(This article, written by Norihiro Hashimoto, originally appeared in Japanese at Yahoo News via Abema Times under the headline “Bamboo Skewer Bash-up: A wild 1.4! Gake no Fuchi presents a fierce intergender match.”
Photos accompanying this translation were taken by yours truly at the event. If you’re interested, you can find more in this Twitter thread.)
Gake no Fuchi Joshi Pro Wrestling (GKPW) is a one-woman promotion, run by freelance pro wrestler Miyako Matsumoto. Originally established during Matsumoto’s run in Ice Ribbon, Gake no Fuchi lay dormant for several years, until it was revitalized in late 2019 when DDT “Big Boss” Sanshiro Takagi purchased the promotion.
Matsumoto kicked off the latest chapter of GKPW history in a remarkable match against Jiro “Ikemen” Kuroshio on December 24, 2019. Their match was the only one billed on the card, but as you’ll soon see, derailment and derangement is on-brand for GKPW…
Following up on Christmas Eve, Matsumoto wasted no time in announcing her next show: 5 PM on January 4, 2020, at Itabashi Green Hall. Yes, directly opposite a certain major event at Tokyo Dome. But as far as Matsumoto is concerned, the Tokyo Dome event ran opposite GKPW. Her audacity was rewarded with a nearly packed house of fervent fans from Japan and beyond.
Matsumoto’s opponent for the event was Chris Brookes, a British wrestler who regularly wrestles for DDT. Brookes’ seconded was Drew Parker, who currently wrestles for Big Japan Pro Wrestling as a member of the Kobayashi Corps stable.
“Thank you for kicking off your new year here, and not at Tokyo Dome!”
Wrestler-promoter-genius Matsumoto kicked things off with a brief explanation of what was in store. Afterwards came the opening ceremony introducing the entire GKPW roster (in other words, Matsumoto), followed by a brief intermission to reset the ropes and adjust the ring.
The match to come was an international affair, so after the intermission, the wrestlers involved sang their national anthems. [Translator note: “God Save the Queen” was played for Brookes and Parker. Brookes knew four words of it. Parker is actually from Wales.] Longtime fans recognized the GKPW anthem [a children’s folk song called “Fuji no Yama”] which Matsumoto performed in place of the Japanese national anthem.
The bell had scarcely rung before things started getting out of hand. During the match, musician Ohuchi Rider and Osaka Pro Wrestling veteran Kuishinbo Kamen stepped in to assist Matsumoto—and then stepped back out again without doing much of consequence. Kuishinbo Kamen eventually represented Matsumoto for one of the many brief challenges that interrupted the match: boxing against Drew Parker. After Parker kicked him several times without punishment, Kuishinbo refused to fight in protest a la Trevor Berbick. Matches within a match like this have long since become de rigueur for Gake no Fuchi; at another point this very night, Matsumoto and Brookes had to sumo wrestle. (While attempting to tackle Brookes by the leg, Matsumoto put her knee to the mat, losing immediately.)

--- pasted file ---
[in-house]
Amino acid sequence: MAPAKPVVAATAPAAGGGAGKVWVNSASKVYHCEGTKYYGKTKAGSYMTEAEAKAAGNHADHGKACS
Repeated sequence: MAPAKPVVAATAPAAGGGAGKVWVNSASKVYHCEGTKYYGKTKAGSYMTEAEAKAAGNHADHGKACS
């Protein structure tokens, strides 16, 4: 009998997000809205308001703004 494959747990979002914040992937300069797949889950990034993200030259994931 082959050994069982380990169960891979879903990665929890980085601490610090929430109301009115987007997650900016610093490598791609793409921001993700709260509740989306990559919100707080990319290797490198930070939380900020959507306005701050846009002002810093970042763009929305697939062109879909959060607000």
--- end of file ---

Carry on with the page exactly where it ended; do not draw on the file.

After being soundly defeated at a wide variety of other challenges (including hanetsuki, a badminton-like game traditionally played on New Years’), Matsumoto had had enough. She demanded that Brookes “stop all the nonsense” and face her through “real pro wrestling.” That’s when things started to get ugly.
Evidently, for Matsumoto, “real pro wrestling” includes filling her opponent’s mouth with five-alarm hot sauce, stapling flyers to his scalp, and jumping off of a ladder onto him as he lies prone on a table outside the ring. She could be heard praying “please don’t die” before that last one.
Not that Brookes didn’t draw plenty of blood himself! He soon dropped Matsumoto onto a pile of thumbtacks (which she’d scattered onto the mat) and pounded bamboo skewers (which she’d brought into the ring) into the crown of her head. The skewers added an extra punch to his Praying Mantis Bomb that allowed him to finally put Matsumoto down for the three-count.
When all was said and done, Brookes declared Matsumoto—in Japanese!—”a seriously top-class idiot. Fucking stupid.” She was happy to return the compliment, telling Brookes that, now that he’d survived GKPW, “nothing in Japan can scare [him] now.”
“I can’t process how I feel about [the match] just yet,” said Brookes in his post-match comments. “[Miyako,] you’re very crazy. No joke. Actually crazy. I thought I was crazy. But after today’s match, no, I’m very normal. You’re crazy.”
GKPW’s 1.4 show defied measure in every possible way, and found Miyako Matsumoto leaving her own indelible mark on extreme deathmatch wrestling. In terms of sheer impact, she may have given that other event going on across town at the Tokyo Dome a run for its money. And it seems like there’s more where that came from; Matsumoto says that next time, she’s looking forward to the chance to use explosives: “Hopefully we’ll run a little bit afoul of the law,” she says, smiling.
No joke, indeed.